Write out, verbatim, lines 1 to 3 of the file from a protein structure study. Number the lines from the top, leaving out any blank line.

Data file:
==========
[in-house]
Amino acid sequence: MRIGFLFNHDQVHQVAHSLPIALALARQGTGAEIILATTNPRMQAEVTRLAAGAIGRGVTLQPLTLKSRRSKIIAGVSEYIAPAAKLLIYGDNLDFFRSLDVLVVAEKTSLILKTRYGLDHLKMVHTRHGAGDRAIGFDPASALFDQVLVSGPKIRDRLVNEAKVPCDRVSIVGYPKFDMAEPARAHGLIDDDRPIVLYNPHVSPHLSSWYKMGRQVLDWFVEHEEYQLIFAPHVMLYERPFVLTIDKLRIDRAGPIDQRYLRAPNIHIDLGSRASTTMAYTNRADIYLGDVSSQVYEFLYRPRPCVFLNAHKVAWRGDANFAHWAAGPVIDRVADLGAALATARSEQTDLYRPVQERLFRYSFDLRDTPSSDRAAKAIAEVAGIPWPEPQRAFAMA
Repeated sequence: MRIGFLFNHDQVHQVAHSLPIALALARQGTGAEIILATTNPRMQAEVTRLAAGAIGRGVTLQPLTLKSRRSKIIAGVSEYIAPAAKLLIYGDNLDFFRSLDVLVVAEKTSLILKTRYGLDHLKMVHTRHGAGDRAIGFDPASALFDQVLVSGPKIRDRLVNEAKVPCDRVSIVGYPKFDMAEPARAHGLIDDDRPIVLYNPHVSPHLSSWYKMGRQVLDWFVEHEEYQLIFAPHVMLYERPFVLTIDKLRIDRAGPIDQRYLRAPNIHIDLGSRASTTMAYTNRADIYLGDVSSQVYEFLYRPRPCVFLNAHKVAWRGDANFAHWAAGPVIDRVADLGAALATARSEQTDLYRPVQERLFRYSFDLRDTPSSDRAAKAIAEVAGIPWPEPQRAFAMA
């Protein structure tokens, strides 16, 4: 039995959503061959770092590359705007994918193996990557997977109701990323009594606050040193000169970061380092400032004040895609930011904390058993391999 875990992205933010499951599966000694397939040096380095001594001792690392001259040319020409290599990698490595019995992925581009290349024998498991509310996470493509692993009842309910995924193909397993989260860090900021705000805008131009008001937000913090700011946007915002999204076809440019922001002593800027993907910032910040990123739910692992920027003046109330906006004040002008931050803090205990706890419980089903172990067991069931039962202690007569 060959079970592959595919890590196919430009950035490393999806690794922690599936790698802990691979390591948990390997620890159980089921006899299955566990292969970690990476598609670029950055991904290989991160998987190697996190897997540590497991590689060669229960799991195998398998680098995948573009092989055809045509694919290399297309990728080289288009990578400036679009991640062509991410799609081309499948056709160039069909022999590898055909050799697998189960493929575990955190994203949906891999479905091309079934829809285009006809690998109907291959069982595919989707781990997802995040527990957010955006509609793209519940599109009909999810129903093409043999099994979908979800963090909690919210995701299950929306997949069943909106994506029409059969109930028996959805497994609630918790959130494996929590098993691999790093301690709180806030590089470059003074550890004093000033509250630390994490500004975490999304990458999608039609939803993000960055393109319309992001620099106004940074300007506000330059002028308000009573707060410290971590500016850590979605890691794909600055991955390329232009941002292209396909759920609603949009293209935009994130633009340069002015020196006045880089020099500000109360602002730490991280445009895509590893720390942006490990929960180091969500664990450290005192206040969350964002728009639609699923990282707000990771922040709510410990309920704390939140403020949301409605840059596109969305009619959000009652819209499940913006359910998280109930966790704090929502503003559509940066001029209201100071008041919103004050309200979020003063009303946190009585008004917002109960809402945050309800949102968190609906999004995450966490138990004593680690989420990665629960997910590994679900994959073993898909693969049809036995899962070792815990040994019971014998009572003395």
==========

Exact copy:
[in-house]
Amino acid sequence: MRIGFLFNHDQVHQVAHSLPIALALARQGTGAEIILATTNPRMQAEVTRLAAGAIGRGVTLQPLTLKSRRSKIIAGVSEYIAPAAKLLIYGDNLDFFRSLDVLVVAEKTSLILKTRYGLDHLKMVHTRHGAGDRAIGFDPASALFDQVLVSGPKIRDRLVNEAKVPCDRVSIVGYPKFDMAEPARAHGLIDDDRPIVLYNPHVSPHLSSWYKMGRQVLDWFVEHEEYQLIFAPHVMLYERPFVLTIDKLRIDRAGPIDQRYLRAPNIHIDLGSRASTTMAYTNRADIYLGDVSSQVYEFLYRPRPCVFLNAHKVAWRGDANFAHWAAGPVIDRVADLGAALATARSEQTDLYRPVQERLFRYSFDLRDTPSSDRAAKAIAEVAGIPWPEPQRAFAMA
Repeated sequence: MRIGFLFNHDQVHQVAHSLPIALALARQGTGAEIILATTNPRMQAEVTRLAAGAIGRGVTLQPLTLKSRRSKIIAGVSEYIAPAAKLLIYGDNLDFFRSLDVLVVAEKTSLILKTRYGLDHLKMVHTRHGAGDRAIGFDPASALFDQVLVSGPKIRDRLVNEAKVPCDRVSIVGYPKFDMAEPARAHGLIDDDRPIVLYNPHVSPHLSSWYKMGRQVLDWFVEHEEYQLIFAPHVMLYERPFVLTIDKLRIDRAGPIDQRYLRAPNIHIDLGSRASTTMAYTNRADIYLGDVSSQVYEFLYRPRPCVFLNAHKVAWRGDANFAHWAAGPVIDRVADLGAALATARSEQTDLYRPVQERLFRYSFDLRDTPSSDRAAKAIAEVAGIPWPEPQRAFAMA